The report goes on:
“Where the creation of new capacity for the treatment of residual waste appears justified based on the assessment of all the factors mentioned above, Member States should pay particular attention to the use of state-of-the-art energy-efficient technologies and to the size and location of the plant.”
There are far more Energy from Waste plants under construction than closing across Europe. Some EfW plants have closed or are closing across Europe due to their age or profitability. However, these plants are mostly rebuilt and retrofitted to further ensure security of disposal.
Yes. As at February 2019 there were at least seven facilities approved or awaiting planning approval across Australia, including five approved EfW projects in Western Australia and Victoria:
- Phoenix Energy
at Kwinana has WA EPA and State Government approval. In October 2018, the Australian Renewable Energy Agency and the Clean Energy Finance Corporation provided support and financial backing for the project. The $668 million facility, which is being co-developed by Macquarie Capital and Phoenix Energy Australia, will be located in the Kwinana Industrial Area around 40km south of Perth. Once completed, it will convert up to 400,000 tonnes of non-recyclable waste into 36MW of baseload electricity, enough to power 50,000 households. The plant will also be capable of processing commercial and industrial waste and construction and demolition waste from a range of sources including local councils in the Perth metropolitan area. Construction is expected to be completed by the end of 2021. http://www.phoenixenergy.com.au
- Eastern Metropolitan Regional Council’s Energy from Waste project at East Rockingham has WA EPA and State Government approval. The project will divert 96% of the EMRC’s residual household waste from landfill (approximately 300,000 tonnes per annum) into baseload renewable energy, producing 28MW of electricity at full capacity - enough to power 36,000 homes. A consortium of Hitachi Zosen Inova (HZI), New Energy Corporation and Tribe Infrastructure Group was selected in 2017 as the preferred tenderer. http://www.newenergycorp.com.au/projects/perth-metro-wa/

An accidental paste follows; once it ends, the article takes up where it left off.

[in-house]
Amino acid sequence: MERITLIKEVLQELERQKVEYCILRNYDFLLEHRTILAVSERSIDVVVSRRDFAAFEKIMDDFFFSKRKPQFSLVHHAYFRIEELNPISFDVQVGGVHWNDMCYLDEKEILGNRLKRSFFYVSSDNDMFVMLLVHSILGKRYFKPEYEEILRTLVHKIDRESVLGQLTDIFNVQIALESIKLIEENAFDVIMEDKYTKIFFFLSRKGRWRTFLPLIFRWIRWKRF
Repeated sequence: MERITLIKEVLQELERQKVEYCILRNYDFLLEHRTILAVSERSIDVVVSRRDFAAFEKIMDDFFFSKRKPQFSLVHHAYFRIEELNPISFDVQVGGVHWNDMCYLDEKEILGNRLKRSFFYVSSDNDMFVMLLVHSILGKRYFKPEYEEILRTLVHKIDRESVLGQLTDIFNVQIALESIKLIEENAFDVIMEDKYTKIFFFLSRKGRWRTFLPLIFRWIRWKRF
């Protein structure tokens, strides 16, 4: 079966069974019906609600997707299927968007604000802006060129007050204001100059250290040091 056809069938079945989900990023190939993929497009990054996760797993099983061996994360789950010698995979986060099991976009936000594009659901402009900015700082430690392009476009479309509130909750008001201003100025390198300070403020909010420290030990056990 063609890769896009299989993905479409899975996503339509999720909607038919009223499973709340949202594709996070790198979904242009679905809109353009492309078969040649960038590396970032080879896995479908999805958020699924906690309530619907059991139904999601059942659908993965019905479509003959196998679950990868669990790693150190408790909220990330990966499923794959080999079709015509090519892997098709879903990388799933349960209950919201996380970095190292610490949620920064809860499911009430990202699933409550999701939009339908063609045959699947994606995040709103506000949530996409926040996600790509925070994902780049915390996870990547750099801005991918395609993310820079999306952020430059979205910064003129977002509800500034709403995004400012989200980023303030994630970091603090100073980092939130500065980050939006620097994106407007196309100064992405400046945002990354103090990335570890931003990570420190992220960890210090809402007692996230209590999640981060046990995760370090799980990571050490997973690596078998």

- The Eastern Metropolitan Regional Council is building a wood waste to energy project to further develop its Hazelmere Recycling Centre (located approximately 14 km from Perth). The plant will be based on pyrolysis technology using an indirect-fired pyrolysis kiln to produce synthesis gas (syngas) for use in internal combustion gas engines for power generation. http://www.epa.wa.gov.au/proposals/hazelmere-wood-waste-energy-plant
- Port Hedland, Western Australia. New Energy Corporation Pty Ltd has approval to construct an 18MW energy from waste plant that will process between 70,000 and 130,000 tonnes of waste per annum. The plant is expected to be operational in 2019.
- Latrobe Valley, Victoria. Australian Paper has approval for a 225MW thermal energy from waste plant that will process 650,000 tonnes per annum of municipal solid waste and commercial and industrial waste. https://www.australianpaper.com.au/wp-content/uploads/Media-Release-AP-SUEZ-EfW-partnership-070219-Final.pdf
- Laverton North, Victoria. Recovered Energy Australia is in the design and application stage for a 10MW gasification to energy plant that would process 200,000 tonnes per annum of municipal solid waste.
- Portland, New South Wales. Mt. Piper (Energy Australia and RE Group) are awaiting an EPA decision on an application for a 27MW energy from waste facility that would process 200,000 tonnes of waste per annum.
The proposal by Dial-A-Dump Industries’ Next Generation Pty Ltd was for an incinerator at Eastern Creek to operate 24/7 and provide enough energy to supply up to 100,000 homes.
In July 2018, plans for a waste-to-energy incinerator in western Sydney were rejected by the NSW Independent Planning Commission because of deficiencies with the proposal.
In its report, the Commission determined that the Eastern Creek plant proposed to incorporate waste types which are prohibited in NSW policy and therefore the application was considered non-compliant.
The Commission also found that the application did not reference a similar existing facility for comparison as is required by NSW policy, and some assessment reports contained fundamental issues.
The Commission therefore did not have confidence in the submitted proposal and decided to reject the application.